How You Can Start and Operate a Soup Kitchen

Mission Possible: How You Can Start and Operate a Soup Kitchen

How to fix 1 of our country's biggest problems

One of the prime reasons that Hillary Clinton was defeated by Donald Trump was her nasty comment dichotomizing Donald Trump supporters into two baskets.

"You could put half of Trump's supporters, into what I call the basket of deplorables. Right? The racists, sexist, homophobic, Islamaphobic - you name it. And unfortunately there are people like that. And he has lifted them up." She went on to explain that the other basket of Trump's supporters "are people who feel that the government has let them down, the economy has let them down, nobody cares about them, no body worries about what happens to their lives and their futures, and they're just desperate for change. It doesn't really even matter where it comes from. They don't buy everything he says, but he seems to hold out some hope that their lives will be different. They won't wake up and see their jobs differently, lose a kid to heroin, feel like they're in a dead end."

Hillary's language was insulting. However, her description of the resentment that white working-class men were feeling was on target. Global economic forces and labor-saving technology have resulted in the loss of one-third of all industrial jobs over the past twenty year. Not only have millions lost their jobs, but those who have managed to hang on have seen their wages stagnate. "Blue-collar men have had a lot of trouble in this new economy, where they are no longer getting the same bargain that they got when they were going to a factory and able to support their families on a single paycheck," President Obama said.

These folks see their way of life disappearing. George Packer in The New Yorker of October 31 wrote: "Trump voters were both more economically hard-pressed and more racial biased than supporters of other Republican candidates....they tend to be less educated, in poorer health, are less confident in their children's prospects - and they're often residents of nearly all-white neighborhoods." It is groups according to J.D. Vance, the author of The Hillbilly Elegy, "have lost their faith that if they work hard, if they try to get ahead, if they play by the rules, then that will ultimately result in positive outcomes."

These folks want to see government do more for them and less for those they see as less deserving of help. They have seen their dreams vanish at time when woman, blacks, Latinos, gays and transgender Americans have made enormous strides. Trump became the voice of those who were angry about the way they have been treated, or more correctly, ignored.

Like apple pie and motherhood, manufacturing has a powerful grip on the American psyche. Despite election year promises from both sides that this election will result in a return to the "Good Old Days" when our economy was able to provide a decent paying job for all people willing to get their hands dirty, the reality is that American factories will never employee the number of people as they did in the past.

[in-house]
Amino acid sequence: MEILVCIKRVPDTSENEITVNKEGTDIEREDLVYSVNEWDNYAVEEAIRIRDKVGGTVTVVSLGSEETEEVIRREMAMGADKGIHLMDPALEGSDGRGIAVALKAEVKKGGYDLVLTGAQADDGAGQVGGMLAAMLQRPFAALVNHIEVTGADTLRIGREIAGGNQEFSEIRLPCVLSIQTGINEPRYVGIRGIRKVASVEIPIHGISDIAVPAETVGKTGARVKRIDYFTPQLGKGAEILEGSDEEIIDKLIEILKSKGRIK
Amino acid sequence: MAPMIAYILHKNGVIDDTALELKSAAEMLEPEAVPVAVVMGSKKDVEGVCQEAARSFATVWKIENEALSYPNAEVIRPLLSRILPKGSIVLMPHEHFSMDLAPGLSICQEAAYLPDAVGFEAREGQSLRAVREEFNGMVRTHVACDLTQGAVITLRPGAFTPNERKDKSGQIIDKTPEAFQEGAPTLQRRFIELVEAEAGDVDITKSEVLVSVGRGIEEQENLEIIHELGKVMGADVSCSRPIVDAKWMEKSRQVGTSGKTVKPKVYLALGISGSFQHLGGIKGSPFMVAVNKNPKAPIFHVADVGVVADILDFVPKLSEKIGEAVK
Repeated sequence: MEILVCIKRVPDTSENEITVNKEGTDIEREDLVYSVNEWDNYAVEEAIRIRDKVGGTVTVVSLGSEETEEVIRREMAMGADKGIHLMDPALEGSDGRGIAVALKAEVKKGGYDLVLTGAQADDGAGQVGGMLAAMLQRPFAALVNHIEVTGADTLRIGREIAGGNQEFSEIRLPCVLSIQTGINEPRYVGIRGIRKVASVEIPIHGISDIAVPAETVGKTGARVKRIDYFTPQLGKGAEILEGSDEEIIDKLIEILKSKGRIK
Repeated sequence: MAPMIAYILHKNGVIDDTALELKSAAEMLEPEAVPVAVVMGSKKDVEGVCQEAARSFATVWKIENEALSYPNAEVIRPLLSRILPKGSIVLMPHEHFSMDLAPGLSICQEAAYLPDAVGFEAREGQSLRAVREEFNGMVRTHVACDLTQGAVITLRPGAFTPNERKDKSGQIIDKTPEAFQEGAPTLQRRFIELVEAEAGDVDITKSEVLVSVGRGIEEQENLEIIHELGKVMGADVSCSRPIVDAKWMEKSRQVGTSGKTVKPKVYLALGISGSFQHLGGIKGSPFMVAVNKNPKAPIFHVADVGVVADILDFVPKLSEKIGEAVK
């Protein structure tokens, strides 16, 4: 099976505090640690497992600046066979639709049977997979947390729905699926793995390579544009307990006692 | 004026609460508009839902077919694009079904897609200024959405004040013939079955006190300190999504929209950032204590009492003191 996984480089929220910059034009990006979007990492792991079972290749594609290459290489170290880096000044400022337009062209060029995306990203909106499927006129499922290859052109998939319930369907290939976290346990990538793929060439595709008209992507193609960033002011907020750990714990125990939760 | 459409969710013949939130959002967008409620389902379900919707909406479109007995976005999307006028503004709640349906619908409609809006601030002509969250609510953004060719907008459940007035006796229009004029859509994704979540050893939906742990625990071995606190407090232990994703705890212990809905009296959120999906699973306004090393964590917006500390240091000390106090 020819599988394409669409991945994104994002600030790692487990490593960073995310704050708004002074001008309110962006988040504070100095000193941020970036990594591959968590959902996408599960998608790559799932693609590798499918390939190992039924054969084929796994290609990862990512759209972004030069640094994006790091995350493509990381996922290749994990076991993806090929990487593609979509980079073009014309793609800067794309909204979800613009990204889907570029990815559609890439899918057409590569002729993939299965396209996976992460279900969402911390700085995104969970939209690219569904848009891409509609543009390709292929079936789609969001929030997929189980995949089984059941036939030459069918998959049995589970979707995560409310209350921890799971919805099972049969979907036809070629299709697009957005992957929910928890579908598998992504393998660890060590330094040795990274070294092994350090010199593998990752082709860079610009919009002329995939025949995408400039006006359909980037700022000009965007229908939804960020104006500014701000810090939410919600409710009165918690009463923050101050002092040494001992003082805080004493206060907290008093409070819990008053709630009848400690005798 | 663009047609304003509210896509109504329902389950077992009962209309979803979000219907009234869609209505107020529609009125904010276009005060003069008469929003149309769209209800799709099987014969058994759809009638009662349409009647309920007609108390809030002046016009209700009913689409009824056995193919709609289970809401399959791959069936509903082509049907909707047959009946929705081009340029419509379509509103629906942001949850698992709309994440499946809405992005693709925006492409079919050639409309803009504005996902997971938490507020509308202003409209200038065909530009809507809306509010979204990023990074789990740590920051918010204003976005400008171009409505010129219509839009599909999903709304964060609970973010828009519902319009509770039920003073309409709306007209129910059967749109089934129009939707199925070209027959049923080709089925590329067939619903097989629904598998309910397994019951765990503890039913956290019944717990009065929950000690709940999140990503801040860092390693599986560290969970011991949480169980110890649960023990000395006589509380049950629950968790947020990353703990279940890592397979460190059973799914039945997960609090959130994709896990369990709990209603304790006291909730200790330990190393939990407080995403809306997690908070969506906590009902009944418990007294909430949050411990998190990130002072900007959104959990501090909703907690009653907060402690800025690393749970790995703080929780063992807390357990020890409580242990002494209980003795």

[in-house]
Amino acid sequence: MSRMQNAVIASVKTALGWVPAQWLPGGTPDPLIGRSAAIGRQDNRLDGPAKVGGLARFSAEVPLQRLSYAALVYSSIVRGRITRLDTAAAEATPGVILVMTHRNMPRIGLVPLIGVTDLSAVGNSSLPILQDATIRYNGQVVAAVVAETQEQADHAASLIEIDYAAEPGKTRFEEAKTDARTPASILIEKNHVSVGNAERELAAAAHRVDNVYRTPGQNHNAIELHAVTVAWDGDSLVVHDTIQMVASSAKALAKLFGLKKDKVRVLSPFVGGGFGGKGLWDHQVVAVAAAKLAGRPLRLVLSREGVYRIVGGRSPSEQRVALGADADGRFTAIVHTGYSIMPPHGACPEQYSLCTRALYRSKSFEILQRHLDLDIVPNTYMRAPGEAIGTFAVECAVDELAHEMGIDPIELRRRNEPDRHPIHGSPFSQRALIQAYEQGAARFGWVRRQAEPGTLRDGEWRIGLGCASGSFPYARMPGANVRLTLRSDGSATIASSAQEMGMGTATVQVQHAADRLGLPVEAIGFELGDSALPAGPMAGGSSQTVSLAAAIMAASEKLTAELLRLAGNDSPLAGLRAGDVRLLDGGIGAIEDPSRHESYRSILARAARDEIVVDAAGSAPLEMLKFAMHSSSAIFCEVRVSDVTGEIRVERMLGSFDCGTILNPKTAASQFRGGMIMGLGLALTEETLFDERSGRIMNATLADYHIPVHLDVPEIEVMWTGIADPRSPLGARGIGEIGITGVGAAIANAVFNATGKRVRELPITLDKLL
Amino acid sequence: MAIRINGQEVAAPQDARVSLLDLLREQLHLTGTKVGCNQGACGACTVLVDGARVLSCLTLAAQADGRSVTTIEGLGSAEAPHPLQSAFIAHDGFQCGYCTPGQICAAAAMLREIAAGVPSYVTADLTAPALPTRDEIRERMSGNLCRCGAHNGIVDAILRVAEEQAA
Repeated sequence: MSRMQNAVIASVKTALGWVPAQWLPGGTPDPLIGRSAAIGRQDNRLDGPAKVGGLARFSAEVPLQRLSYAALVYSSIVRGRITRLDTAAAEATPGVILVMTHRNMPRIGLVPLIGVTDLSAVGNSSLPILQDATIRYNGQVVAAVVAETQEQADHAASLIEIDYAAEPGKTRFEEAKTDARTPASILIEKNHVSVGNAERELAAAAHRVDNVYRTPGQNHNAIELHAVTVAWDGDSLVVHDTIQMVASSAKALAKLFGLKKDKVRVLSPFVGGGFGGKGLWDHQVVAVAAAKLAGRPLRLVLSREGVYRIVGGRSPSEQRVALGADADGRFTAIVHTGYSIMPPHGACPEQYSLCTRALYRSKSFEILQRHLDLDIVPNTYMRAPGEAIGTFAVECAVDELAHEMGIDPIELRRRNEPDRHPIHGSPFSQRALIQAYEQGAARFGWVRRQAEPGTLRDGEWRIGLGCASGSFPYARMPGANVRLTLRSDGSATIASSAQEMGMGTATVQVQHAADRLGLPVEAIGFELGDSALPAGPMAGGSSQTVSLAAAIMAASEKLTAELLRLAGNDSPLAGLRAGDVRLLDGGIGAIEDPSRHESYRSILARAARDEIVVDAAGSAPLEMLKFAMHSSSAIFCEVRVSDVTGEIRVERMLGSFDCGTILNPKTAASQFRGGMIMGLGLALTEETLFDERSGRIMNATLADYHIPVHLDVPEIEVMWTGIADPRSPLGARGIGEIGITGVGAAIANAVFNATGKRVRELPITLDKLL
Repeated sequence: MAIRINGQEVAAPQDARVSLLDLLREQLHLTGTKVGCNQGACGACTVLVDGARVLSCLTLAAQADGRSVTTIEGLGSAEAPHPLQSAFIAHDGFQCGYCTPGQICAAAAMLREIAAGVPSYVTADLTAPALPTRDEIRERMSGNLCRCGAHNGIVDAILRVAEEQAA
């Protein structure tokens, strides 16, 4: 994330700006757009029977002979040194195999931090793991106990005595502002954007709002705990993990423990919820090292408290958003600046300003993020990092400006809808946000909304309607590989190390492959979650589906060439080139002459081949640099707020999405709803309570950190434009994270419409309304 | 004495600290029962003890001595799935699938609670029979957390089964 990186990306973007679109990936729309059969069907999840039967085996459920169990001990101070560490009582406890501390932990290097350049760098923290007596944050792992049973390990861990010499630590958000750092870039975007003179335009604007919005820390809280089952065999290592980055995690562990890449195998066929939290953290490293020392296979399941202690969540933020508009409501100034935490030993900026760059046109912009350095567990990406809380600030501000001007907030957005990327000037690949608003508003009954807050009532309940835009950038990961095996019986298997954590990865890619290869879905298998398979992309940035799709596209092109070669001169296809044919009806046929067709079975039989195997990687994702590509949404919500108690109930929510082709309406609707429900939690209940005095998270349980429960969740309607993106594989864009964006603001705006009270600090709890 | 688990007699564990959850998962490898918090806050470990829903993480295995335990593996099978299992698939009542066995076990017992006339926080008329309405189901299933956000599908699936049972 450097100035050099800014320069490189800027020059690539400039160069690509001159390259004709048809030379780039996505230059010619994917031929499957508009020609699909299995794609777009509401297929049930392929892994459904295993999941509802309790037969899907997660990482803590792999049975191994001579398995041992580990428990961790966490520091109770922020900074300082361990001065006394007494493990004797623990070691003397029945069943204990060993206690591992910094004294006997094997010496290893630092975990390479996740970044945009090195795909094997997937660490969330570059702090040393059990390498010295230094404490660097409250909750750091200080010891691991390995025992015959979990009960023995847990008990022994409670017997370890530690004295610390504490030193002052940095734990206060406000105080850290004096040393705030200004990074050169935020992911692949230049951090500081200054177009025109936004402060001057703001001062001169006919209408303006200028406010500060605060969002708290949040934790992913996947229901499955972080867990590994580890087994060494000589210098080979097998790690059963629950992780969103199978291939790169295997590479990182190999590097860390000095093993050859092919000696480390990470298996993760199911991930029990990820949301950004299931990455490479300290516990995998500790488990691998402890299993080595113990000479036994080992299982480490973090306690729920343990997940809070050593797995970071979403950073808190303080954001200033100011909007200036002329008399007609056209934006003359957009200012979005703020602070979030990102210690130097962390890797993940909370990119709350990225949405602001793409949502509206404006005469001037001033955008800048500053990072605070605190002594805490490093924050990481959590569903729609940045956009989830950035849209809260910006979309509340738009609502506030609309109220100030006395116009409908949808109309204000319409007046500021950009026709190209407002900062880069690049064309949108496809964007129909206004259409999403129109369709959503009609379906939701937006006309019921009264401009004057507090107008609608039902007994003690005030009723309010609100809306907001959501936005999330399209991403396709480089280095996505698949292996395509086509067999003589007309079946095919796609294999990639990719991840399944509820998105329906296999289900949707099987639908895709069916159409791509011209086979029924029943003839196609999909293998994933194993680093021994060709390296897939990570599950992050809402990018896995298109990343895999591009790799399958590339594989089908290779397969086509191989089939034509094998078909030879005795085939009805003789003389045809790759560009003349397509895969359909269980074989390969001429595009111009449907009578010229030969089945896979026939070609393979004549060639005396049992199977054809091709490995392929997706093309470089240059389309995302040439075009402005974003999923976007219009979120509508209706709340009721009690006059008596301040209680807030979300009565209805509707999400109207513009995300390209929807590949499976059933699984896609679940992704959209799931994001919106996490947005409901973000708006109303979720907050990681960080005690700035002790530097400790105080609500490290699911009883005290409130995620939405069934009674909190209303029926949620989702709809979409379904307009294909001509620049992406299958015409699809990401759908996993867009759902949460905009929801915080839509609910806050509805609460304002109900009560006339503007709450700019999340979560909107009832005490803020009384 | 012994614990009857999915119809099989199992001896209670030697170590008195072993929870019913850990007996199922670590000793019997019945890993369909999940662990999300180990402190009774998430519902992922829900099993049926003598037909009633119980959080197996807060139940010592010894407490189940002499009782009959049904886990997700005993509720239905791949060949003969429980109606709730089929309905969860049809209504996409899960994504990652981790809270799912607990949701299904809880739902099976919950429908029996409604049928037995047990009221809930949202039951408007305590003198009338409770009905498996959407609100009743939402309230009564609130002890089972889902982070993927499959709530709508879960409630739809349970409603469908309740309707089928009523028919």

Erik Brynjolfsson and Andrew McAfee, in a book entitled Race Against the Machine, are on target when they wrote "that as computers get more powerful, companies have less need for some kinds of workers.... Ever-more powerful computers have for some time now been substituting for human skills and workers and slowing median incomes and job growth in the United States. As we head deeper into the second half of the chessboard - into the period where continuing exponential increases in computing power yield astonishing results - we expect that economic disruptions will only grow as well."

How does our new President provide jobs for blue collar workers that pay a living wage and reaffirm their dignity? The traditional glib answers are: reduce trade barriers (and start a trade war), rebuild Americas aging infrastructure (there are not a lot 50-60 year olds capable of doing heavy lifting) and re-train those who are displaced for high-tech jobs (have you ever tried to teach someone 50+ years-old about computers). We need a new idea as none of these solutions will work.

This is a big problem that requires a solution akin to the WPA Jobs Program, GI Bill or the 2009 Stimulus Package. What about a program modeled after the highly successful Federal Prison Industries, a wholly owned US government corporation, created in 1934 as correctional work program within the Federal Bureau of Prisons? Under this program, inmates manufacture dozens of products for sale primarily to the Federal Government.

What about a program in which the federal government, in collaboration with a private sector company, would operate factories, in distressed cities like Akron, Flint, Toledo or Youngstown. The factory would be staffed by displaced American workers, manufacturing items for our military, local police forces and other government entities? Just as military veterans are given preference and civil service tests for employment based their years of service, manufacturer veterans would be given preference, based on their years of service, in filling these factory positions.

Salaries would, no doubt, have to be subsidized and workers would earn less than in the past, however, they would not be doomed to permanent obsolescence and stripped of their self-respect.